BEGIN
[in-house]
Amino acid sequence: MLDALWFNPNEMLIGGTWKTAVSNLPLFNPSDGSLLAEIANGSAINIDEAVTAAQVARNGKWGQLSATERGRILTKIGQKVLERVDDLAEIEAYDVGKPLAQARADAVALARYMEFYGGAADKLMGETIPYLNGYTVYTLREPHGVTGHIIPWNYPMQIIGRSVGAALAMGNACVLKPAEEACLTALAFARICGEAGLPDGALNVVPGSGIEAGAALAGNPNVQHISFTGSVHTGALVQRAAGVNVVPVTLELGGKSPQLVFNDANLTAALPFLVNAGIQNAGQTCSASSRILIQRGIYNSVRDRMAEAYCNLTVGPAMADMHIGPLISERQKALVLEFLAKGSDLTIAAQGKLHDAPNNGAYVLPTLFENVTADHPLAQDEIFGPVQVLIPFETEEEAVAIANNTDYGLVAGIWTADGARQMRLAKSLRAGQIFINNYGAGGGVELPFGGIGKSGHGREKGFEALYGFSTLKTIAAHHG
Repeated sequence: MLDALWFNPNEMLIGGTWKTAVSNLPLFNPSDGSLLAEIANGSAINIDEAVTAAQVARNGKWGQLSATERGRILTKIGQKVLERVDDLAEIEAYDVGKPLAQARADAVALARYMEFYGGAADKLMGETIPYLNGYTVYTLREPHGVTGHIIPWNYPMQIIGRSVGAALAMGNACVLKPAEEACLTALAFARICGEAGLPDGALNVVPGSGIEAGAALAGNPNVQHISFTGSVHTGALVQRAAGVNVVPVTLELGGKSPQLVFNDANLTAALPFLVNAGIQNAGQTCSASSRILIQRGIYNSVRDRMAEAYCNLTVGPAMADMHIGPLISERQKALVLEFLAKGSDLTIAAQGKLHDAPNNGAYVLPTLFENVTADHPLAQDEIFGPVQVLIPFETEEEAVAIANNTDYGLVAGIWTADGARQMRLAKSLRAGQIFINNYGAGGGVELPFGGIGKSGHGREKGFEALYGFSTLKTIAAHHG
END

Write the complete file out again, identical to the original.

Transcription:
[in-house]
Amino acid sequence: MLDALWFNPNEMLIGGTWKTAVSNLPLFNPSDGSLLAEIANGSAINIDEAVTAAQVARNGKWGQLSATERGRILTKIGQKVLERVDDLAEIEAYDVGKPLAQARADAVALARYMEFYGGAADKLMGETIPYLNGYTVYTLREPHGVTGHIIPWNYPMQIIGRSVGAALAMGNACVLKPAEEACLTALAFARICGEAGLPDGALNVVPGSGIEAGAALAGNPNVQHISFTGSVHTGALVQRAAGVNVVPVTLELGGKSPQLVFNDANLTAALPFLVNAGIQNAGQTCSASSRILIQRGIYNSVRDRMAEAYCNLTVGPAMADMHIGPLISERQKALVLEFLAKGSDLTIAAQGKLHDAPNNGAYVLPTLFENVTADHPLAQDEIFGPVQVLIPFETEEEAVAIANNTDYGLVAGIWTADGARQMRLAKSLRAGQIFINNYGAGGGVELPFGGIGKSGHGREKGFEALYGFSTLKTIAAHHG
Repeated sequence: MLDALWFNPNEMLIGGTWKTAVSNLPLFNPSDGSLLAEIANGSAINIDEAVTAAQVARNGKWGQLSATERGRILTKIGQKVLERVDDLAEIEAYDVGKPLAQARADAVALARYMEFYGGAADKLMGETIPYLNGYTVYTLREPHGVTGHIIPWNYPMQIIGRSVGAALAMGNACVLKPAEEACLTALAFARICGEAGLPDGALNVVPGSGIEAGAALAGNPNVQHISFTGSVHTGALVQRAAGVNVVPVTLELGGKSPQLVFNDANLTAALPFLVNAGIQNAGQTCSASSRILIQRGIYNSVRDRMAEAYCNLTVGPAMADMHIGPLISERQKALVLEFLAKGSDLTIAAQGKLHDAPNNGAYVLPTLFENVTADHPLAQDEIFGPVQVLIPFETEEEAVAIANNTDYGLVAGIWTADGARQMRLAKSLRAGQIFINNYGAGGGVELPFGGIGKSGHGREKGFEALYGFSTLKTIAAHHG